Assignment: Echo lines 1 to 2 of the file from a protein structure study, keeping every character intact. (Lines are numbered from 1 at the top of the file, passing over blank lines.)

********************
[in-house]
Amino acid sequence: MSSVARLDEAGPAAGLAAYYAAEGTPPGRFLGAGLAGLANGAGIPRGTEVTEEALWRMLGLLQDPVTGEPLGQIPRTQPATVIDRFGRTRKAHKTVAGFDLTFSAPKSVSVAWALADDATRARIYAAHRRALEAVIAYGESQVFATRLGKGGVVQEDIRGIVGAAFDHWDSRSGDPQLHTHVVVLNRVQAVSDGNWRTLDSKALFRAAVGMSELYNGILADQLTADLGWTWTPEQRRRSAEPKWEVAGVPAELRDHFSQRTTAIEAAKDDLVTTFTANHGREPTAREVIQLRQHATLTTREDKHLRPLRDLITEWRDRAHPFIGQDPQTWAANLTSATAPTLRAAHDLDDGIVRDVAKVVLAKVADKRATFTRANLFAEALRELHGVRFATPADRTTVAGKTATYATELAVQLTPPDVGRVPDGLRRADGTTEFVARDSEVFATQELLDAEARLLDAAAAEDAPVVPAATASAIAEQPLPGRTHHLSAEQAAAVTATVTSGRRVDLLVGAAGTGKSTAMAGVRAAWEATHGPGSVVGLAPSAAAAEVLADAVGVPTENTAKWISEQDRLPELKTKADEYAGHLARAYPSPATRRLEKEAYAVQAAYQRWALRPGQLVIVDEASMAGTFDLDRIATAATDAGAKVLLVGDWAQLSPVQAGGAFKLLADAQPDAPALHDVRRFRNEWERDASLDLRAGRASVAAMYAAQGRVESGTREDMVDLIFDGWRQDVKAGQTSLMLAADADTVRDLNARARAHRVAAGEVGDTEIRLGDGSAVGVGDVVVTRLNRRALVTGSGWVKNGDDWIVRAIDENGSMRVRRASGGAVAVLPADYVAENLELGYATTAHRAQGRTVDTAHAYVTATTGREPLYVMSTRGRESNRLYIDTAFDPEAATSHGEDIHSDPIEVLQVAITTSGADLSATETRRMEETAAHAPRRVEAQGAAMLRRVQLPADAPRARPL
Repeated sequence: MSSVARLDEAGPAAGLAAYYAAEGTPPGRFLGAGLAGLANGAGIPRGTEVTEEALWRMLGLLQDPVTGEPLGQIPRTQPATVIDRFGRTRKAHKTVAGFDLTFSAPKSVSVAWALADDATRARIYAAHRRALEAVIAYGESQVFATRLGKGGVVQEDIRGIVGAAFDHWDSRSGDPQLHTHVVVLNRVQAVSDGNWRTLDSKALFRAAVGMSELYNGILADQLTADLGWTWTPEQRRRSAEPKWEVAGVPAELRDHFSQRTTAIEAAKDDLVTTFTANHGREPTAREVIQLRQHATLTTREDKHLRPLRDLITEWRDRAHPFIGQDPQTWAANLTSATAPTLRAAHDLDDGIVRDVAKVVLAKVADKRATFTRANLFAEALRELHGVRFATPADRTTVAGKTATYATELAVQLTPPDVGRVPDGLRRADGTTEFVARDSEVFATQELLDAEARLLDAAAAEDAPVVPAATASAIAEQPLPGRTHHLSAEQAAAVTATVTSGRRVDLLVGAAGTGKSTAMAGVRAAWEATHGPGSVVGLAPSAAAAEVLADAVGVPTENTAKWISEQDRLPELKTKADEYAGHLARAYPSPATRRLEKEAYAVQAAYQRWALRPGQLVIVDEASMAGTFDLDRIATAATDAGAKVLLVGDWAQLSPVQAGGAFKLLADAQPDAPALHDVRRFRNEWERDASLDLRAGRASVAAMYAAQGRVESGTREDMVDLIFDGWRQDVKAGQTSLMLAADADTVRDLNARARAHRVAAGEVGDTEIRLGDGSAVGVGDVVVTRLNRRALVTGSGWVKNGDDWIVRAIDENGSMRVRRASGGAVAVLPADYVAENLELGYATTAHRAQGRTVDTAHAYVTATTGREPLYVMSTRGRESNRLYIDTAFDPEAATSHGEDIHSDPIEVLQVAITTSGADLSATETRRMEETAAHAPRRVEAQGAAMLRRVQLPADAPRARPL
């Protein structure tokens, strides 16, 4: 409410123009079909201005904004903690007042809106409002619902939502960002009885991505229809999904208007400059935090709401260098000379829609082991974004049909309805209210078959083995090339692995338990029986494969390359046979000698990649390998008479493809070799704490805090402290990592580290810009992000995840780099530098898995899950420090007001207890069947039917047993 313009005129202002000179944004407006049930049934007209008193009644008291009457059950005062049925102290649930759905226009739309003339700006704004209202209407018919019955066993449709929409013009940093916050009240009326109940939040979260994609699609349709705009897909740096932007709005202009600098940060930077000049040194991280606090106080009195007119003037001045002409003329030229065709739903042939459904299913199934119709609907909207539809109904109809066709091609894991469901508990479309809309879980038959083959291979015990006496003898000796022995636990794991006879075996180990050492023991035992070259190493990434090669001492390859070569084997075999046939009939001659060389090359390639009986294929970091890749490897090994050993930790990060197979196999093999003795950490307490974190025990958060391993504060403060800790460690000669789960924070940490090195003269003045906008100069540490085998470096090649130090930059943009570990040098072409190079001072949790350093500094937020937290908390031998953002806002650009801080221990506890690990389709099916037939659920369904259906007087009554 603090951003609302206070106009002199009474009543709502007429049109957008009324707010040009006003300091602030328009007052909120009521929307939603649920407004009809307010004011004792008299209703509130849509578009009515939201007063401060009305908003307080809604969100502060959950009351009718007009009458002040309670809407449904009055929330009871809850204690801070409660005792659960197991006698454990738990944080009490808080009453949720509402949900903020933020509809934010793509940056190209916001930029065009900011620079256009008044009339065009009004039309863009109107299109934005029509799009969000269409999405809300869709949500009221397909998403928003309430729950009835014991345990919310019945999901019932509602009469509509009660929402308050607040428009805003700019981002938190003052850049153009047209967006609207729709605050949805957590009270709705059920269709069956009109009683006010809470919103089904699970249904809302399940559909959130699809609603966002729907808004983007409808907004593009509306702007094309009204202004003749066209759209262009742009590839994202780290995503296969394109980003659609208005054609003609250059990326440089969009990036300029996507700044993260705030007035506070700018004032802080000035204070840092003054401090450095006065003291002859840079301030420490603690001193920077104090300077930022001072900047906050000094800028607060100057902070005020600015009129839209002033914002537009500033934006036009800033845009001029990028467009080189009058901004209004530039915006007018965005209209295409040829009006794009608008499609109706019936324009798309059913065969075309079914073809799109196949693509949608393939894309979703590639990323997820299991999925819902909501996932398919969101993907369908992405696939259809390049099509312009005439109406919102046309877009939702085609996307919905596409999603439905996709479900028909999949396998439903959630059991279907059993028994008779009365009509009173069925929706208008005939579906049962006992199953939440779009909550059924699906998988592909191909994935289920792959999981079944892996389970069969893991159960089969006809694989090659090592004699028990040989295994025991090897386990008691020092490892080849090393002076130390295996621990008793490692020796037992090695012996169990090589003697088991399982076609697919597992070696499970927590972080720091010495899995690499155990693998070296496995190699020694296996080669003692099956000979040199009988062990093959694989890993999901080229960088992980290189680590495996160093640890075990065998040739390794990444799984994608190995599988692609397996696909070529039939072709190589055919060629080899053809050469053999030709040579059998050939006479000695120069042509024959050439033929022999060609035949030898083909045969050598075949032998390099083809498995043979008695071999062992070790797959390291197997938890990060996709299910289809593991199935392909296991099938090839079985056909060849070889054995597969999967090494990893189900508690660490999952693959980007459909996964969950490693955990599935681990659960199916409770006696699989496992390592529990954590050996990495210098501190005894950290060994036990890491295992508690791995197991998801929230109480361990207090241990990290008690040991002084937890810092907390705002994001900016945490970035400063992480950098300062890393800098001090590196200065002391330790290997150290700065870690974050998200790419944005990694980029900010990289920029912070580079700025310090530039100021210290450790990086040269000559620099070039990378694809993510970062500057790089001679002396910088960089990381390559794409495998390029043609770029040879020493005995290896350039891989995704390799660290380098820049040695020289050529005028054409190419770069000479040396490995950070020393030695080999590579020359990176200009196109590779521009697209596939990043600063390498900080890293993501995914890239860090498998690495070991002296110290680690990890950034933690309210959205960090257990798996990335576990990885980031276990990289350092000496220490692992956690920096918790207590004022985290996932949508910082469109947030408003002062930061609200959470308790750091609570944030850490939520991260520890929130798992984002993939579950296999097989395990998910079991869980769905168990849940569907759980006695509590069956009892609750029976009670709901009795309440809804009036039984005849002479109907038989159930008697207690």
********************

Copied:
[in-house]
Amino acid sequence: MSSVARLDEAGPAAGLAAYYAAEGTPPGRFLGAGLAGLANGAGIPRGTEVTEEALWRMLGLLQDPVTGEPLGQIPRTQPATVIDRFGRTRKAHKTVAGFDLTFSAPKSVSVAWALADDATRARIYAAHRRALEAVIAYGESQVFATRLGKGGVVQEDIRGIVGAAFDHWDSRSGDPQLHTHVVVLNRVQAVSDGNWRTLDSKALFRAAVGMSELYNGILADQLTADLGWTWTPEQRRRSAEPKWEVAGVPAELRDHFSQRTTAIEAAKDDLVTTFTANHGREPTAREVIQLRQHATLTTREDKHLRPLRDLITEWRDRAHPFIGQDPQTWAANLTSATAPTLRAAHDLDDGIVRDVAKVVLAKVADKRATFTRANLFAEALRELHGVRFATPADRTTVAGKTATYATELAVQLTPPDVGRVPDGLRRADGTTEFVARDSEVFATQELLDAEARLLDAAAAEDAPVVPAATASAIAEQPLPGRTHHLSAEQAAAVTATVTSGRRVDLLVGAAGTGKSTAMAGVRAAWEATHGPGSVVGLAPSAAAAEVLADAVGVPTENTAKWISEQDRLPELKTKADEYAGHLARAYPSPATRRLEKEAYAVQAAYQRWALRPGQLVIVDEASMAGTFDLDRIATAATDAGAKVLLVGDWAQLSPVQAGGAFKLLADAQPDAPALHDVRRFRNEWERDASLDLRAGRASVAAMYAAQGRVESGTREDMVDLIFDGWRQDVKAGQTSLMLAADADTVRDLNARARAHRVAAGEVGDTEIRLGDGSAVGVGDVVVTRLNRRALVTGSGWVKNGDDWIVRAIDENGSMRVRRASGGAVAVLPADYVAENLELGYATTAHRAQGRTVDTAHAYVTATTGREPLYVMSTRGRESNRLYIDTAFDPEAATSHGEDIHSDPIEVLQVAITTSGADLSATETRRMEETAAHAPRRVEAQGAAMLRRVQLPADAPRARPL